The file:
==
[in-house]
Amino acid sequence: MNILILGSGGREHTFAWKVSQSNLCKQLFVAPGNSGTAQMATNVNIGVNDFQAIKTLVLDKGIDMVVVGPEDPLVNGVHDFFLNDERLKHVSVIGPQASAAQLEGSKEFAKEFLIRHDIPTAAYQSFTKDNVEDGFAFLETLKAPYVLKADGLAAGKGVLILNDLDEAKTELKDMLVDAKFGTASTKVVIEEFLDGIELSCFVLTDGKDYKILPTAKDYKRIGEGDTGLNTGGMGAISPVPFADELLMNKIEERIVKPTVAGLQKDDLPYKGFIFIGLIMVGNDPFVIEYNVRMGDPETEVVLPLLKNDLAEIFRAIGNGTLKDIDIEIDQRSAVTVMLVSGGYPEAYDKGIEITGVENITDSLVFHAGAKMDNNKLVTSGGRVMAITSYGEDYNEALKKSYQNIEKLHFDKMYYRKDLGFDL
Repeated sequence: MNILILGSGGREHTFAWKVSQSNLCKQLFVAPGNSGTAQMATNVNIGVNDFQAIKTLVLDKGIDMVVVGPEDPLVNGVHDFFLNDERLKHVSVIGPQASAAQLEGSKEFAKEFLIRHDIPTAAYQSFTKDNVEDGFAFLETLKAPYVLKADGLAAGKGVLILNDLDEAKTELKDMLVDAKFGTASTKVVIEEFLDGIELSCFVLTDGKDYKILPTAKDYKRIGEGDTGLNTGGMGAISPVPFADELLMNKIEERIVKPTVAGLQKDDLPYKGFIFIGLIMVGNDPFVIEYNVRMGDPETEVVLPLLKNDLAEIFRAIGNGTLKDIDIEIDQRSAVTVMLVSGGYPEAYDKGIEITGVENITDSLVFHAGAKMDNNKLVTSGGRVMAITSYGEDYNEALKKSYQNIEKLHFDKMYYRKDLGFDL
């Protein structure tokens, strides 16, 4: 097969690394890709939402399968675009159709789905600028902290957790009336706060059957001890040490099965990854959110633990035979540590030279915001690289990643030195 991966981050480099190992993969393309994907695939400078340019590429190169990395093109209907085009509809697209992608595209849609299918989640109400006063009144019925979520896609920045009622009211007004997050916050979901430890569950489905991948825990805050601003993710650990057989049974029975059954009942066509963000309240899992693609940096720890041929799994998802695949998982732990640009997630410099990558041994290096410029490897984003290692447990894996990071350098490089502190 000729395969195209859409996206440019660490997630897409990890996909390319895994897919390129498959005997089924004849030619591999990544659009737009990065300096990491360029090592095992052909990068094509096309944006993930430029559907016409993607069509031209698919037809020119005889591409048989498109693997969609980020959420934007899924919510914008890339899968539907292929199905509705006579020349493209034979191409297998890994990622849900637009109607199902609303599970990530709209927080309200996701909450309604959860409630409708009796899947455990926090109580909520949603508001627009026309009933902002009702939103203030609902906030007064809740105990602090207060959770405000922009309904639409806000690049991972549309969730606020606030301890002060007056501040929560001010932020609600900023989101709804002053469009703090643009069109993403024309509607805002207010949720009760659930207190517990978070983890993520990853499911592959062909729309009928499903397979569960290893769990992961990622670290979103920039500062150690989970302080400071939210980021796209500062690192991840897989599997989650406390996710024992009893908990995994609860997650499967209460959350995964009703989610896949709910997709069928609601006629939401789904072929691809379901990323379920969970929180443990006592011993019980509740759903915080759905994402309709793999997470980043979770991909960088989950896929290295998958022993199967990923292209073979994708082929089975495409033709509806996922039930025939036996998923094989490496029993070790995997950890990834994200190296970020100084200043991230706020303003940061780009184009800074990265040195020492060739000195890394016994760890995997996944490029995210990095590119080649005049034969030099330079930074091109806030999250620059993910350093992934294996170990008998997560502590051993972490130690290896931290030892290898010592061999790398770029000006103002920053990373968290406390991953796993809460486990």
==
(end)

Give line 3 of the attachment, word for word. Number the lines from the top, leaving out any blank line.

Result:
Repeated sequence: MNILILGSGGREHTFAWKVSQSNLCKQLFVAPGNSGTAQMATNVNIGVNDFQAIKTLVLDKGIDMVVVGPEDPLVNGVHDFFLNDERLKHVSVIGPQASAAQLEGSKEFAKEFLIRHDIPTAAYQSFTKDNVEDGFAFLETLKAPYVLKADGLAAGKGVLILNDLDEAKTELKDMLVDAKFGTASTKVVIEEFLDGIELSCFVLTDGKDYKILPTAKDYKRIGEGDTGLNTGGMGAISPVPFADELLMNKIEERIVKPTVAGLQKDDLPYKGFIFIGLIMVGNDPFVIEYNVRMGDPETEVVLPLLKNDLAEIFRAIGNGTLKDIDIEIDQRSAVTVMLVSGGYPEAYDKGIEITGVENITDSLVFHAGAKMDNNKLVTSGGRVMAITSYGEDYNEALKKSYQNIEKLHFDKMYYRKDLGFDL